An Alternative look at the physical preparation of GAA Players

In previous blog posts I have written about the bigger picture, planning your season and the different factors that players need to satisfy for the demands of the game. Today I will look at the way I feel top level teams could plan out their training demands.

First I think we should look at what has traditionally happened. Preseason would start back with plenty of long slow distance running and plenty of gym / weights training and this would tend to happen for 6 or 8 weeks in the winter months before matches would take place.

Things are slowly improving but not to the level that I believe they could. Now many will disagree with me and I have made mistakes in the past. Take for example the number of teams who have done gym work or Strength and Conditioning for preseason but abandoned it all come Spring time, that strength training for one would be a waste of time in a lot of cases for the gains will disappear faster than it took to see them in the first place. Other mistakes we commonly see is the contradiction of training methods like doing hypertrophy (adding muscle) training in the gym while doing long slow distance running on the field – for a player needing to gain muscle they will need to reduce their endurance training volume. There is also the belief that speed work should be done at peak times or competitive times in season but what if we changed this and worked off the mantra that we “build it, then endure it” – you see we always do the opposite of this!!

Traditionally training has been very linear: Endurance → Speed on the pitch, Muscle → Strength → Power in the gym – and that is in a decent set up.

However what if we were to take a more Hybrid approach?

Let me explain – Imagine as a player every session that you arrived at for pre-season was not relentless endurance running but that you were learning running mechanics, bounding and plyometric work for speed – basically teaching the body to become faster and more powerful. For endurance work we do it by actually playing the game, skill drills, small sided games, matches etc along with some Maximum Aerobic Speed (MAS) training mixed in for good measure. Again I know some of you may read this and think – is he not going too easy on them – no absolutely not easier – smarter and more specific to the game while looking at the length of the season and the bigger picture of keeping players fit for the sport.

Imagine as we build our speed and power, we build resilience and learn to endure it. You see traditionally we try to get players aerobically fit for long periods of time and then work on speed in-season but as I said lets flip it on its head for a second and get players fast and powerful and get them fitter by being able to repeat and endure the speed and power that was built up. You may disagree but I believe we would see a lot less injuries and see players who are faster and more mobile and have the ability to maintain those bursts of speed as the season goes on.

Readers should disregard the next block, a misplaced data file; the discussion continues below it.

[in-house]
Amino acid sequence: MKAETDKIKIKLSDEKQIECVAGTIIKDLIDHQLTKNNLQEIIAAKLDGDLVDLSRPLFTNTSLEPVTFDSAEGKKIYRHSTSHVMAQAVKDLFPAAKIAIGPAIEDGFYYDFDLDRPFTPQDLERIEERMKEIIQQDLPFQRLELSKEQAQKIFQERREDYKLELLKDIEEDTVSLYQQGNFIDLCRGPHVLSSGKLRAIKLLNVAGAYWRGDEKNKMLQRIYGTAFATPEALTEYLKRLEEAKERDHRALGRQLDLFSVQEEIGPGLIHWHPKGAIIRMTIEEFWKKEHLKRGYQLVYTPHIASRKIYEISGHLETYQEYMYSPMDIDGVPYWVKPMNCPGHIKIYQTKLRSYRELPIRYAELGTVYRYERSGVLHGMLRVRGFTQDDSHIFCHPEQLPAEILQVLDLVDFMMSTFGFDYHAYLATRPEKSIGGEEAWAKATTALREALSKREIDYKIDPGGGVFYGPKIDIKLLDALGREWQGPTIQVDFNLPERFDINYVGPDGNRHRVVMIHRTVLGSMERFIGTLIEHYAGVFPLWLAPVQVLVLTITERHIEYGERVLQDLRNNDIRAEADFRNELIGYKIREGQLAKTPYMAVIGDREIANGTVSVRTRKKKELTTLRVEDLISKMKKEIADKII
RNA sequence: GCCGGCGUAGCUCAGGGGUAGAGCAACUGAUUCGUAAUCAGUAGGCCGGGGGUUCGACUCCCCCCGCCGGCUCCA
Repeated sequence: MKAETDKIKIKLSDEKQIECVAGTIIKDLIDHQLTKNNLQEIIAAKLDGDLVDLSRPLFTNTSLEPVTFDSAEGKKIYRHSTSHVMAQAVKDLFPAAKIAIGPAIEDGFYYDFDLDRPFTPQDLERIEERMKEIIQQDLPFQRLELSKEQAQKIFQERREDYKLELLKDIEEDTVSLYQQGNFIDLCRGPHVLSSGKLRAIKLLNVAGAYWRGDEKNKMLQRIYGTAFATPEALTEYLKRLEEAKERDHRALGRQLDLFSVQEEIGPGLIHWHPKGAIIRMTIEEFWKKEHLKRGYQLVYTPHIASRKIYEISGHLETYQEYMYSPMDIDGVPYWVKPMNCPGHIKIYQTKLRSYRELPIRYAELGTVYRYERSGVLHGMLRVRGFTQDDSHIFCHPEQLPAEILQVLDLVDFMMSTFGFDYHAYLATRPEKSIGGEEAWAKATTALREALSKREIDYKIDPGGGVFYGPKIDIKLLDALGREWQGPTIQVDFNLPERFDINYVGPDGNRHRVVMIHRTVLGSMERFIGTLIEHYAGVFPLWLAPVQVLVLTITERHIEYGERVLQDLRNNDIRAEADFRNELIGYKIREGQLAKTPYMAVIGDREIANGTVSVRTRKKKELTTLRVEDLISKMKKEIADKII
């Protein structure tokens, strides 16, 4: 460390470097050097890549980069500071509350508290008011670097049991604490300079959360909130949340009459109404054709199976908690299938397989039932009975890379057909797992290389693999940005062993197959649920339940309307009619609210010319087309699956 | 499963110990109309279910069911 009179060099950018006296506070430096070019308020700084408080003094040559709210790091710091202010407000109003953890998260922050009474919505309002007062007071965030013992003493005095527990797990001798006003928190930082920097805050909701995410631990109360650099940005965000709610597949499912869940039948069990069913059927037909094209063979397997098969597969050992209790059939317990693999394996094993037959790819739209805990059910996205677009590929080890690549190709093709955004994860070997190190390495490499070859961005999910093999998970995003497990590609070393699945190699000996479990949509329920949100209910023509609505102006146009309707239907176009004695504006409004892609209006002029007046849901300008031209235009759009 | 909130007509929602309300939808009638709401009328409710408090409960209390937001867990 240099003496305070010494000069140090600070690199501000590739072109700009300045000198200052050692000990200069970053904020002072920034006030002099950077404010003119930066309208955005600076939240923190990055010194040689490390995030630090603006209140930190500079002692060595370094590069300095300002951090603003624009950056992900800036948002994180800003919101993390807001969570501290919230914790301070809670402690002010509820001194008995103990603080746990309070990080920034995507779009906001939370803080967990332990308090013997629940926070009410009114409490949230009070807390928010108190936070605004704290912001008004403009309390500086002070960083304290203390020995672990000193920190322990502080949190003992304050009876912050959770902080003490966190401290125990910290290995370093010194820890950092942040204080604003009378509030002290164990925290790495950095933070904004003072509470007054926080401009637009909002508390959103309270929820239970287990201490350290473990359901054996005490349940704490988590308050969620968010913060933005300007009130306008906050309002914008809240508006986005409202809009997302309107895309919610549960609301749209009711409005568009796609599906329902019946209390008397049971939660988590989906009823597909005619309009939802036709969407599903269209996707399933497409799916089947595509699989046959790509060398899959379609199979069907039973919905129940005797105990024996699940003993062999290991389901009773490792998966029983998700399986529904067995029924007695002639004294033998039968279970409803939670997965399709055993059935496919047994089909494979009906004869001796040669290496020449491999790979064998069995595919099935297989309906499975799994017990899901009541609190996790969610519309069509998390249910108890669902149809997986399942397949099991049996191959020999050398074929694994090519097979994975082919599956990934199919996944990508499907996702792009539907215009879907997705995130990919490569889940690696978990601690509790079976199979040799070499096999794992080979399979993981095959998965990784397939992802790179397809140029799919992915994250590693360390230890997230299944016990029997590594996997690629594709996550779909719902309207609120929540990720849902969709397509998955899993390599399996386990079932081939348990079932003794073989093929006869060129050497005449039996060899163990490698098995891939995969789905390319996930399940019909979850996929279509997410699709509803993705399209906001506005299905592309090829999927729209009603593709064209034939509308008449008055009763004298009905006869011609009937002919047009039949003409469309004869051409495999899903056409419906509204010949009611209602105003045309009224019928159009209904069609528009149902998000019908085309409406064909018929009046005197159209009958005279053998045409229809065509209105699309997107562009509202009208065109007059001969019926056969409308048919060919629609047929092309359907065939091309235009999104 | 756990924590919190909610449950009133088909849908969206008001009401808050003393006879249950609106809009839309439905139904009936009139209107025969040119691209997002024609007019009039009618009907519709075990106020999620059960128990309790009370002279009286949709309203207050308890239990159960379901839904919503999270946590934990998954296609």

It is extremely important that we develop the aerobic system as early as we can – as the aerobic system uses air or oxygen during performance meaning we will not use muscle glycogen as early on in a session or a match allowing us or our players to essential be fitter or more efficient athletes. So often though trainers and managers take this point alone and think laps, think long distance and forget about the other elements like the skill, speed and power which I believe should always be evident, while we improve aerobically in the most sports specific manner possible.

As a player what would give you more confidence in a critical championship match? The knowledge that you covered a lot of ground in pre-season or the knowledge that you know that you and your teams mates consistently are first to the ball winning the breaking ball and exploding past waning tackles as matches enter the dying stages. You have seen your scores improve on the yo-yo test, you have seen your fitness improve on the MAS testing, you feel fresher and faster on your feet than you did at this stage last year, while your strength has improved and those niggly injuries that were constantly in the back of your mind are now a mere memory.

So I mentioned a hybrid approach – what is stopping teams from having a Tuesday night focussing on Small Sided Games, Skill Based Circuits or MAS training for endurance. Thursday night plyometric and speed based session with a Saturday’s session based on tactics and team play. Every session should have speed and plyos in the warm up while skill work is used as part of all field sessions. It would not be long before we are developing skilful, quick thinking players who gradually ramp up the intensity of their sessions while getting more comfortable on the ball.

Obviously this is quite vague and universal and open for a lot of change but yet thought provoking and challenges a lot of people’s beliefs on how training should take place. Have fun looking at the demands of the game, the length of the season and how you think players could be best prepared.

Noel Flynn – is the owner of ABC Gym, a part time Lecturer in Strength & Conditioning with Setanta College, has being the S&C coach to the Tipperary Senior and U21 footballers, and a coach to many of Lucan Sarsfields GAA teams including the Senior Hurlers and Senior Footballers.